John Claughton, Chief Master
What would we want for our children? We'd want them to live happy, fulfilled lives. In what do happiness and fulfilment consist? Well, I'd say that this doesn't just mean material prosperity. We would all value love and family and friendship, passion for some things in life, an interest in and respect for others and their worlds, the chance of challenge and achievement, an attachment to the life of the mind.
If that is what we want for our children, I assume that a school's education should contribute to that end. It shouldn't be about, or only about, success and results and skills and creating units that will contribute to the economic benefit of the community. King Edward's School can and does do success and results. After all, it is one of the best performing independent day schools in this country, but we don't think that's enough. Our declared aim is
'to provide an educational experience that is the richest, most diverse and most exciting possible in an atmosphere that provides support, encouragement and care for everyone, pupils and staff, here. We want our pupils to love coming here and to go from here prepared for all that human life has to offer.'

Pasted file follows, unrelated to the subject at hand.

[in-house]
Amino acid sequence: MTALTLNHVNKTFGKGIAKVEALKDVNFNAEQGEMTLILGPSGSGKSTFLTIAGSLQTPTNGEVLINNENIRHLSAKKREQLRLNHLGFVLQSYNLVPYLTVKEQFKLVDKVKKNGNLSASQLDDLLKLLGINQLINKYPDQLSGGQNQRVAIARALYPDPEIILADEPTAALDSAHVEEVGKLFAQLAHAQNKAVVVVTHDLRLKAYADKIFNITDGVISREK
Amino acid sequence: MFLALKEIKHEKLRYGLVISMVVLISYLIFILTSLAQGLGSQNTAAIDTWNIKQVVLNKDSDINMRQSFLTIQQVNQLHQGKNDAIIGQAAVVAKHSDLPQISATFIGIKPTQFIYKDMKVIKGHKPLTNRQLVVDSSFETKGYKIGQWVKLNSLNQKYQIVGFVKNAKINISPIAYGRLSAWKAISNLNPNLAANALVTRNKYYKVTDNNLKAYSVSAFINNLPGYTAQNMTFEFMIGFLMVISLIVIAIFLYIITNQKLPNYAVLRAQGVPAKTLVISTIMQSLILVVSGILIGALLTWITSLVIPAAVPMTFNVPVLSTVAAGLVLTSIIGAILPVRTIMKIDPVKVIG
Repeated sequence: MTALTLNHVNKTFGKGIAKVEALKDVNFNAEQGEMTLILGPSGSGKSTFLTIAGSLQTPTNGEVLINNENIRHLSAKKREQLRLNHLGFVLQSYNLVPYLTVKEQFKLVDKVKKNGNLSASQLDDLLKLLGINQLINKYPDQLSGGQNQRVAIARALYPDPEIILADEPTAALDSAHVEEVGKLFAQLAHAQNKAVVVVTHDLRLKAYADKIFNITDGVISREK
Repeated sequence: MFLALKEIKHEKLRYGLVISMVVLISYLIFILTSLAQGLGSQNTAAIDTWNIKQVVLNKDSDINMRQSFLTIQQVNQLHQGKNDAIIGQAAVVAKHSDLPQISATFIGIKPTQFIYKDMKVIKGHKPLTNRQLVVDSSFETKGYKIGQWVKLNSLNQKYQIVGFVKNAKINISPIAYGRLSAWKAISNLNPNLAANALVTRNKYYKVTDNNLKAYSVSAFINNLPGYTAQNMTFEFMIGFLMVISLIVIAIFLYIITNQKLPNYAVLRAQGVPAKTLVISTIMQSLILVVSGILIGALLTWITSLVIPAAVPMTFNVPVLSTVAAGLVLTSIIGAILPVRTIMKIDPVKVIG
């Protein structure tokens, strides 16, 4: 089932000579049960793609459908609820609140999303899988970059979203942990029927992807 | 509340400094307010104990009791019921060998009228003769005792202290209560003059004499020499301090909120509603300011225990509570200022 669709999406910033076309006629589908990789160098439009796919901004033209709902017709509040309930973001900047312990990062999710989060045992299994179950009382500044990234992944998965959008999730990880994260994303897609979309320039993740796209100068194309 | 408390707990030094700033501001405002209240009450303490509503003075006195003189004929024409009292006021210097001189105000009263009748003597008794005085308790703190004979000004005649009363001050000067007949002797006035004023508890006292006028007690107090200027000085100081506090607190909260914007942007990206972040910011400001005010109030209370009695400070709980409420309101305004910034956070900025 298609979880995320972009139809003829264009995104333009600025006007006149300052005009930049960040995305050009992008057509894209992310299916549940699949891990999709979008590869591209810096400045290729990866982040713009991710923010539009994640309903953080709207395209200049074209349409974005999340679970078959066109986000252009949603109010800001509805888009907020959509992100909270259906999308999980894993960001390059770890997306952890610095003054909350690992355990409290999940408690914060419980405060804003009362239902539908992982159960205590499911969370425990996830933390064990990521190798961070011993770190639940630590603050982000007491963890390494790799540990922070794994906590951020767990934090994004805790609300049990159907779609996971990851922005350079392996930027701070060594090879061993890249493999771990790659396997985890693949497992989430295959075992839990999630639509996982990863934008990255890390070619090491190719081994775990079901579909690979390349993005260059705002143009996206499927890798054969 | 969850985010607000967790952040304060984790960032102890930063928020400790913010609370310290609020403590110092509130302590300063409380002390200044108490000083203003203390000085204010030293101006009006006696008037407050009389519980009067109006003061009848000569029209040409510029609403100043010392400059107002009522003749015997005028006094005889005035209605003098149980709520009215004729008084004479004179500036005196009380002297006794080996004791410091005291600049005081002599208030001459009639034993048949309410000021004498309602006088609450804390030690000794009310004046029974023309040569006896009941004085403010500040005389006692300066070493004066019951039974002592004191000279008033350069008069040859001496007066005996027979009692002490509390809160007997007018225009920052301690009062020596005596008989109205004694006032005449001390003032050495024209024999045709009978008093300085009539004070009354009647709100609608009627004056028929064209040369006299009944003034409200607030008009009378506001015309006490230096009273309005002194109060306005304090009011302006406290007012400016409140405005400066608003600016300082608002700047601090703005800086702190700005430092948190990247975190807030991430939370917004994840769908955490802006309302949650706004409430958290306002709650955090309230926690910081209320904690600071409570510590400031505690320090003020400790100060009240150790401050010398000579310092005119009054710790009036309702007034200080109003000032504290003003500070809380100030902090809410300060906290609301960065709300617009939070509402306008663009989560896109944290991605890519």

It's easy to write these fine superlatives and comfortable words, but it is something that we are honestly trying to do. We are fortunate with a beautiful site, the freedoms of independence, a pupil population as diverse in background as the city itself, staff of real commitment and relationships of trust and understanding between pupils and staff. And, beyond all that, there is a life that could not be fuller, not of work, but of sport and music and drama and debating and expeditions and societies and camps and trips and laughter. We believe that all of this activity contributes to the happiness and fulfilment of boys now and gives hope that the same things will be found in adult life.
We also believe one more thing, that this opportunity should be accessible to as many able boys as possible. To that end, there are substantial funds available through scholarships and Assisted Places to support able boys from families who might not otherwise be able to come. This is central to our purpose and we are trying to extend that provision year by year. This is not a closed world for someone else. It is meant for every boy of talent and aspiration.